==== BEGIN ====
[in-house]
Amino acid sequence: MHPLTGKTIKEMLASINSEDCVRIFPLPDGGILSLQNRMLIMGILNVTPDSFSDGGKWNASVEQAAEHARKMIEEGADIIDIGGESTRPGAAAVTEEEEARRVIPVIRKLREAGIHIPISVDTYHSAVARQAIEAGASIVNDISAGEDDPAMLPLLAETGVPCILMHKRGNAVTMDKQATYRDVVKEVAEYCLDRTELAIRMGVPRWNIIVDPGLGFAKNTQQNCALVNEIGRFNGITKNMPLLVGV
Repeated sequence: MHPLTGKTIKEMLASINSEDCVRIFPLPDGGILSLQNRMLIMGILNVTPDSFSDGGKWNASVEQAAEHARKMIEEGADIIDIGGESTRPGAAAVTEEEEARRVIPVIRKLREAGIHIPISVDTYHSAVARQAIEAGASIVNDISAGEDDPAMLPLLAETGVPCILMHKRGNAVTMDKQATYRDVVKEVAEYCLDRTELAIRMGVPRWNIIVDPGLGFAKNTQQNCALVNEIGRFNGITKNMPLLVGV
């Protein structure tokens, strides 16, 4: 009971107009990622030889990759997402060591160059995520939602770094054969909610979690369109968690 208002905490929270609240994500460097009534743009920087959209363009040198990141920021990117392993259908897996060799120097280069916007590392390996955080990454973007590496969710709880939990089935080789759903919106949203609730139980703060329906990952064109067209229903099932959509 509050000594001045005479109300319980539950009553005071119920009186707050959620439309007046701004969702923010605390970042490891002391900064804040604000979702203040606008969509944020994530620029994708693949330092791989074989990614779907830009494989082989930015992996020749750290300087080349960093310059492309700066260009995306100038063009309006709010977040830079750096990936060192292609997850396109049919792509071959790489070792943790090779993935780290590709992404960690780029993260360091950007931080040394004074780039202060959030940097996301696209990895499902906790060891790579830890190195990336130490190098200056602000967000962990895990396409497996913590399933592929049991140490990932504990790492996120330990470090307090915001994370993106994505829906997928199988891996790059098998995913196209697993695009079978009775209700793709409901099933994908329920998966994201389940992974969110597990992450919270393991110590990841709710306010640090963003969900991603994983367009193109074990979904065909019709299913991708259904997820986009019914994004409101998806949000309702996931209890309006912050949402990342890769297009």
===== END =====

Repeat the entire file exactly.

[in-house]
Amino acid sequence: MHPLTGKTIKEMLASINSEDCVRIFPLPDGGILSLQNRMLIMGILNVTPDSFSDGGKWNASVEQAAEHARKMIEEGADIIDIGGESTRPGAAAVTEEEEARRVIPVIRKLREAGIHIPISVDTYHSAVARQAIEAGASIVNDISAGEDDPAMLPLLAETGVPCILMHKRGNAVTMDKQATYRDVVKEVAEYCLDRTELAIRMGVPRWNIIVDPGLGFAKNTQQNCALVNEIGRFNGITKNMPLLVGV
Repeated sequence: MHPLTGKTIKEMLASINSEDCVRIFPLPDGGILSLQNRMLIMGILNVTPDSFSDGGKWNASVEQAAEHARKMIEEGADIIDIGGESTRPGAAAVTEEEEARRVIPVIRKLREAGIHIPISVDTYHSAVARQAIEAGASIVNDISAGEDDPAMLPLLAETGVPCILMHKRGNAVTMDKQATYRDVVKEVAEYCLDRTELAIRMGVPRWNIIVDPGLGFAKNTQQNCALVNEIGRFNGITKNMPLLVGV
């Protein structure tokens, strides 16, 4: 009971107009990622030889990759997402060591160059995520939602770094054969909610979690369109968690 208002905490929270609240994500460097009534743009920087959209363009040198990141920021990117392993259908897996060799120097280069916007590392390996955080990454973007590496969710709880939990089935080789759903919106949203609730139980703060329906990952064109067209229903099932959509 509050000594001045005479109300319980539950009553005071119920009186707050959620439309007046701004969702923010605390970042490891002391900064804040604000979702203040606008969509944020994530620029994708693949330092791989074989990614779907830009494989082989930015992996020749750290300087080349960093310059492309700066260009995306100038063009309006709010977040830079750096990936060192292609997850396109049919792509071959790489070792943790090779993935780290590709992404960690780029993260360091950007931080040394004074780039202060959030940097996301696209990895499902906790060891790579830890190195990336130490190098200056602000967000962990895990396409497996913590399933592929049991140490990932504990790492996120330990470090307090915001994370993106994505829906997928199988891996790059098998995913196209697993695009079978009775209700793709409901099933994908329920998966994201389940992974969110597990992450919270393991110590990841709710306010640090963003969900991603994983367009193109074990979904065909019709299913991708259904997820986009019914994004409101998806949000309702996931209890309006912050949402990342890769297009």